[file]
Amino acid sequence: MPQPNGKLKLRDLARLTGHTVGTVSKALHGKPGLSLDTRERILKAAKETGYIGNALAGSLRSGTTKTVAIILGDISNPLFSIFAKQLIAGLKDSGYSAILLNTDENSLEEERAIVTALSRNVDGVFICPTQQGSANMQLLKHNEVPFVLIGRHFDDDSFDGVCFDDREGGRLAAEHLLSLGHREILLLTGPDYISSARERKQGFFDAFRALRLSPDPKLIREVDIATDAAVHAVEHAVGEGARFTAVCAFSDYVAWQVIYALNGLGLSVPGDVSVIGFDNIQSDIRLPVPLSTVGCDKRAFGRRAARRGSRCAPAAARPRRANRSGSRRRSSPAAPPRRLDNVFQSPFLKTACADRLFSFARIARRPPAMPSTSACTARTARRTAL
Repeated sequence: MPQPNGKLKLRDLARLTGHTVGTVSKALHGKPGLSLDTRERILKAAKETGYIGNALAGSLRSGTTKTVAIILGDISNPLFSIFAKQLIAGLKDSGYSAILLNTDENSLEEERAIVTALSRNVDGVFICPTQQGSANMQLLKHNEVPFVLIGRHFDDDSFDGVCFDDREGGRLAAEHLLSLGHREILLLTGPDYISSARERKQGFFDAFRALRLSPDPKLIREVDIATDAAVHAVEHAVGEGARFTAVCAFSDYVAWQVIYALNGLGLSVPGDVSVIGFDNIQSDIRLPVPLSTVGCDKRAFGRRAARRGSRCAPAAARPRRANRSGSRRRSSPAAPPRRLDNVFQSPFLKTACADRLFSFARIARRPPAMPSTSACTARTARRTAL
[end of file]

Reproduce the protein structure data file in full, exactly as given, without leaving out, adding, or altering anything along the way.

Amino acid sequence: MPQPNGKLKLRDLARLTGHTVGTVSKALHGKPGLSLDTRERILKAAKETGYIGNALAGSLRSGTTKTVAIILGDISNPLFSIFAKQLIAGLKDSGYSAILLNTDENSLEEERAIVTALSRNVDGVFICPTQQGSANMQLLKHNEVPFVLIGRHFDDDSFDGVCFDDREGGRLAAEHLLSLGHREILLLTGPDYISSARERKQGFFDAFRALRLSPDPKLIREVDIATDAAVHAVEHAVGEGARFTAVCAFSDYVAWQVIYALNGLGLSVPGDVSVIGFDNIQSDIRLPVPLSTVGCDKRAFGRRAARRGSRCAPAAARPRRANRSGSRRRSSPAAPPRRLDNVFQSPFLKTACADRLFSFARIARRPPAMPSTSACTARTARRTAL
Repeated sequence: MPQPNGKLKLRDLARLTGHTVGTVSKALHGKPGLSLDTRERILKAAKETGYIGNALAGSLRSGTTKTVAIILGDISNPLFSIFAKQLIAGLKDSGYSAILLNTDENSLEEERAIVTALSRNVDGVFICPTQQGSANMQLLKHNEVPFVLIGRHFDDDSFDGVCFDDREGGRLAAEHLLSLGHREILLLTGPDYISSARERKQGFFDAFRALRLSPDPKLIREVDIATDAAVHAVEHAVGEGARFTAVCAFSDYVAWQVIYALNGLGLSVPGDVSVIGFDNIQSDIRLPVPLSTVGCDKRAFGRRAARRGSRCAPAAARPRRANRSGSRRRSSPAAPPRRLDNVFQSPFLKTACADRLFSFARIARRPPAMPSTSACTARTARRTAL